We share our inquisitive musings.
Sustainable design and coding buzzwords reviewed
Green coding, sustainable design, designing for the environment, sustainable development... there are lots of terms buzzing about in relation to 'sustainable' design and programming. While we've always thought of ourselves as an environmentally conscious design studio – choosing recycled papers and environmentally friendly inks for our printed works, for example – we thought it was time to take a deeper look at some of these principles.
What impact do our design and development practices actually have, how can we compare our practices to others and know where to improve? Let's look at four areas to start with.
Carbon emmissions, carbon footprint and carbon offsetting are probably the most well-known climate measurement terms at the moment. We know that everything we use and consume in our daily lives and as businesses – from computers, printers and lighting to our lunches or the way we travel – can theoretically be measured in terms of its carbon emission. High carbon emission is bad for the environment, accelerates global warming but can be offset through things such as planting more trees.
In practice, this if of course much more complex. Leaving aside the flaws in the tree-planting schemes (anyone watering and maintaining the trees), where can a small business even begin to quantify its carbon emissions? Luckily there are tools and guides out there specifically for SMEs. The WWF's Emission Possible guide helps businesses calculate their emissions. The SME Climate Hub also offers tools and encourages UK small businesses to commit to reporting and emissions and there are many others out there.
Beyond carbon emissions, when it comes to graphic design for products and printed matter, there are other concrete environmental impacts. Smaller considerations such as damaging chemicals used in inks for printing, in packaging, in substrates or in cleaning products seem to have disappeared into the background and are usually not thought of in direct relation to global warming or climate goals. However, they are certainly worth including in an environmentally-friendly design policy and when reviewing the green credentials of your business and most suppliers now offer environmentally-friendly alternatives for inks, papers, cardboards etc. or should at least be able to provide insight into the materials used.
This blog post explains it nicely: there are two considerations when it comes to programming and the environment. On a structural level, ensuring the code is 'lean' means less consumption of hardware space. Lean and clean code should be a given anyway to maintain good loading speeds and usabilty. In a generic website, code is likely to account for a much smaller proportion than say image storage.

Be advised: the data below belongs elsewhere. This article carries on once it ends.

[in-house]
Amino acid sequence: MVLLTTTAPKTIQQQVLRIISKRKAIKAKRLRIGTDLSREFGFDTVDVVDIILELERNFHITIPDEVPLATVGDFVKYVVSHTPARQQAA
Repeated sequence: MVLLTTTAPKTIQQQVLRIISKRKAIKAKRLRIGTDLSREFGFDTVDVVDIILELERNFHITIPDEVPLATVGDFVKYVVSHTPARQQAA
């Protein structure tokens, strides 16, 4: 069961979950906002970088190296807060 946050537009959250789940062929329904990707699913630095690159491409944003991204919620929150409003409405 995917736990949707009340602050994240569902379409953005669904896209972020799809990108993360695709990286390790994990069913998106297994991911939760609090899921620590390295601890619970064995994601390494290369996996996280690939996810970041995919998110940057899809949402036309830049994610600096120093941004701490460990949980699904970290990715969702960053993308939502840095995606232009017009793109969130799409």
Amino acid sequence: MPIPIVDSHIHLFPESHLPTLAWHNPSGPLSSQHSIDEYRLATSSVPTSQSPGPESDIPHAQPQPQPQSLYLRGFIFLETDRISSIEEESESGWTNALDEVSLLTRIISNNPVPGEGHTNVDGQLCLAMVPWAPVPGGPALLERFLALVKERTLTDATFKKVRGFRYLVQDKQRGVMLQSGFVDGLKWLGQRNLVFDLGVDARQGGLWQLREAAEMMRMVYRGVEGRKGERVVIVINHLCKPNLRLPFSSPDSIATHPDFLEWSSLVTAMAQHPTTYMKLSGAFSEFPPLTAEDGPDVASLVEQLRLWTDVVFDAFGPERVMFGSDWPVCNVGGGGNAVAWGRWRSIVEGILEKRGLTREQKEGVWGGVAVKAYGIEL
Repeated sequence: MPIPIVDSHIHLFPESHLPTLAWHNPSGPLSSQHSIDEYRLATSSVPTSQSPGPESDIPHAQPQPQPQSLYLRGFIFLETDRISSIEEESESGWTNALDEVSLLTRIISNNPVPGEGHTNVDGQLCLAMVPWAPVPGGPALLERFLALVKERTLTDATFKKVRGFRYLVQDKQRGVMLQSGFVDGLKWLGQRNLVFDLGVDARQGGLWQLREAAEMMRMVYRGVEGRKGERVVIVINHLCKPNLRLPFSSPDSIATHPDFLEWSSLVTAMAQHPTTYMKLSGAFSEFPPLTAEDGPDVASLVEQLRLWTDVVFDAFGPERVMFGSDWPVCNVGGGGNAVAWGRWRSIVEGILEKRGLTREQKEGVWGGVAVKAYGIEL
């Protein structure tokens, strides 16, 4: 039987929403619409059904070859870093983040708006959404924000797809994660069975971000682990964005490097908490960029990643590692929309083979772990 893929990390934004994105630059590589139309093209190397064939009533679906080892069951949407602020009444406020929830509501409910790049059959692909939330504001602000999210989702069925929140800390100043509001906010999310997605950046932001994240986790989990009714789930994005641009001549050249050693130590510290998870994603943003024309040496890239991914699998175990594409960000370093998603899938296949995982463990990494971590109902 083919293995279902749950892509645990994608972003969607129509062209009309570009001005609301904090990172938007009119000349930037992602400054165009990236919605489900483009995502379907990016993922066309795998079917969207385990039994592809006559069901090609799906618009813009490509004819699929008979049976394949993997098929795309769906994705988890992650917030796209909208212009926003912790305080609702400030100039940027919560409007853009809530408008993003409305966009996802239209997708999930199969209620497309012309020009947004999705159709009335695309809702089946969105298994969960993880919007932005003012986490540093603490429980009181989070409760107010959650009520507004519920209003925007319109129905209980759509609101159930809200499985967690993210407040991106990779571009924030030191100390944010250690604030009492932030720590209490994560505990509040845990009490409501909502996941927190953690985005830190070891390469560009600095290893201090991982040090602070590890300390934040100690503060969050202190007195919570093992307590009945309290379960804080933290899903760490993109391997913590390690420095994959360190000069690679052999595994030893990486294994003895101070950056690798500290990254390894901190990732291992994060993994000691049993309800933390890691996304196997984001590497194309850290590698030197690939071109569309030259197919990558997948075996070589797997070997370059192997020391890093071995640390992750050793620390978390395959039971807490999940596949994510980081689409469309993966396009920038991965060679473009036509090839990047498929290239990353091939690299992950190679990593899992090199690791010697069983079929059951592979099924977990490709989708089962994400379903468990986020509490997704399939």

The second consideration is behaviour, i.e. what's required for the website or software to load and behave the way we want it to. This is where it gets more interesting and a website truly aiming to be green will need to blend design and programming to result in user-friendly yet energy-efficient features and look and feel.
A third consideration to add would be the infrastructre behind the website. Where is it hosted, is the hosting provider carbon-neutral?
What then, is sustainable design? Whereas carbon emission measuring provides an opportunity for tracking and reporting a specific segment of our climate impact, sustainable design as a principle is wider-reaching. The EU's sustainable product policy covers things such as energy labelling on products, but sustainbility principles in design will usually look at the social, environmental and economic impact of products and services from their initial design through to their end-of-life.
For print materials and other physical design outputs, this demands an awareness of the full supply chain of the materials used and the people involved in making them, as well as an understanding of the recyclability, repairability and influence of the product after its made. Leyla Acaroglu's blog post offers a good place to start familiarising yourself with some of these concepts.
For website design you might also think of longevity, efficiency and repairability. Are we creating quick solutions that will require constant repair or, worse, rebuild, and are hosted with companies beyond our control? Or, can we instead think ahead and create programs and products that are designed to last, require only small adjustments over time, and are built and hosted in transparent equitable environments?
You can find out more about on-IDLE Ltd's climate commitment here: https://www.on-idle.com/climate-commitment.
Have you signed up to a climate commitment or are you part of an environmental business, design or programming standard? We are curious... Let us know via our socials.